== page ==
“I’m unhappy.” “I’m anxious.” “I have no confidence.” “I can’t concen¬trate.” “I can’t stop smoking.” ‘I can’t sleep.” “I’m in pain.” “I’m afraid to fly.” “I can’t lose weight.” “I want a relationship.” “I have stage fright.” “I procrasti¬nate.” “I’m afraid of men.” “I’m afraid of women.” “I can’t take tests.” “I can’t have sex.” “I’m heartbroken.” “I hate spiders.” “I can’t drive anymore.” “I feel unworthy.” “I’m broke.” “I’m stressed.” “I’m depressed.” “I’m lonely.” “I’m afraid.” “I hate my life.” “I hate the way I feel.” “I’m a failure.”

Chances are, as you are reading this, one or more of those statements (or something like them) might be resonating with you, and maybe you would like to change that. If so, I’d like to help you. As a clinical hypnotherapist and personal empowerment specialist, I work with hundreds of people every year. My clients represent the entire spectrum of professional and socioeconomic backgrounds. People seek my help in making a change to some aspect of their lives. The list of issues in the previous paragraph is a small but representative sample of the kinds of problems my clients wish to overcome.

As you can see, the desired change may be behavioral, emotional, physical, or spiritual, and most often involves some combination of these areas—what I call the pillars of the human condition. My clients find me because they are in pain; something (sometimes many things) in their life feels broken and they cannot seem to un-break it themselves.

Most people who get that way (and that would include almost everyone in one way or another and at one time or another) feel worse in their situation because they mistakenly believe themselves to be unique, both in their pain and in their inability to fix themselves. So one of the first things I do with every new client, often before their first visit, is to reassure them that they are not at all alone in feeling stuck and in pain in their issue. I also assure them that most people need a little help becoming unstuck. It is simply a result of evolution and the functionality of the human brain and the attitude of mass consciousness in Western society that somehow sees weakness in needing help to solve a personal internal, emotional, or habitual problem. I suppose we can thank the Puritan Ethic for that notion.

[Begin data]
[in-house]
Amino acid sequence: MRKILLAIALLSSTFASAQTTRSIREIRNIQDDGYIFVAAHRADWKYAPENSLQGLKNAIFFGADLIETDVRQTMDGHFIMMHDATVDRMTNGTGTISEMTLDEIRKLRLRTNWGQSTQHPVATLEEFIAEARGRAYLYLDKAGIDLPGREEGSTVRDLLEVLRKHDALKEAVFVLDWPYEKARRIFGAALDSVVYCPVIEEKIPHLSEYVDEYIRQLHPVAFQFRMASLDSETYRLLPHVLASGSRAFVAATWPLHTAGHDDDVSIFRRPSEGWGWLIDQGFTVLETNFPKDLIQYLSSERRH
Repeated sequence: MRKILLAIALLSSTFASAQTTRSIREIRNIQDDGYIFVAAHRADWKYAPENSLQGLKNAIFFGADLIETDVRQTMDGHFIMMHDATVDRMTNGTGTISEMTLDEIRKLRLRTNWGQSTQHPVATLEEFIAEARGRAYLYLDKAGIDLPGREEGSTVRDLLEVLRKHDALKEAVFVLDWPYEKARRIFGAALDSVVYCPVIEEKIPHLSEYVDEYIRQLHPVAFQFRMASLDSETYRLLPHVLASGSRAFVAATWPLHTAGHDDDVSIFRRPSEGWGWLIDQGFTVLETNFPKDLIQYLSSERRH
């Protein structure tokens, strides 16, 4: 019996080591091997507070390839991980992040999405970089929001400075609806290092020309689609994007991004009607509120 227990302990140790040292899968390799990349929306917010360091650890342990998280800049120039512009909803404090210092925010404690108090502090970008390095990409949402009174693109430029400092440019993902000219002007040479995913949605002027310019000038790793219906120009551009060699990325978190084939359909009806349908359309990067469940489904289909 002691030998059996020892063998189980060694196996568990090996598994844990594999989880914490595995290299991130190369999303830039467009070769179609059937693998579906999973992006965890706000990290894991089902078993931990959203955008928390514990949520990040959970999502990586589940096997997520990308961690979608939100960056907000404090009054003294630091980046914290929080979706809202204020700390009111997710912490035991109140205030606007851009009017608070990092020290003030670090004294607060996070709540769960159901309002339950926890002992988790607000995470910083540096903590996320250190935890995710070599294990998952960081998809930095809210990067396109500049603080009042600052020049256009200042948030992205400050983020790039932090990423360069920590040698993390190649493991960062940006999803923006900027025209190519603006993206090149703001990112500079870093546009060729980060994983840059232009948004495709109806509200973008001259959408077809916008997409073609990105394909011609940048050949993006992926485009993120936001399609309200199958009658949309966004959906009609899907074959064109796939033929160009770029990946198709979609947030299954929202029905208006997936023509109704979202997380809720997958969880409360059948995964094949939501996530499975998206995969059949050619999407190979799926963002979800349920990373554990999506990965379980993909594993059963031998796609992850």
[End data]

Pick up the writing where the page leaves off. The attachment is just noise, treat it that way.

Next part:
One of the next points I make is that, contrary to what they may think or feel right at the moment, life is not supposed to be painful. Quite the con¬trary; life is supposed to be fun. I always state this with total aplomb and lots of enthusiasm; let there be no doubt here: Life is supposed to be fun!

I do not pretend to know exactly what that means for any given individu¬al; we all have our own definition and version of what a fun life is. Whatever it is, it is most likely not an unending succession of hedonistic indulgences and it most definitely is not supposed to be painful, drudging, lonely, or a constant struggle.

We are all equally deserving of a happy, peaceful, loving, joyful, abun¬dant existence. I tell them—and I absolutely believe this—that it should be a pleasure to get out of bed in the morning, to look forward to whatever the day holds in store, and then go about living it with enthusiasm and happiness. Will it be perfect? Of course not, but it can and should be mostly wonderful. Quite often, the initial response I receive is a somewhat blank, almost quizzical stare, sometimes with a little concurrent sideways tilt of the head; a tacit but clear, “Say what?” I believe this expression is a universal response to something baffling, confusing, or incongruent, and one that is not unique to people. We often see our dogs display a similar reaction when confronted by something particularly interesting, unfamiliar, or confusing to them.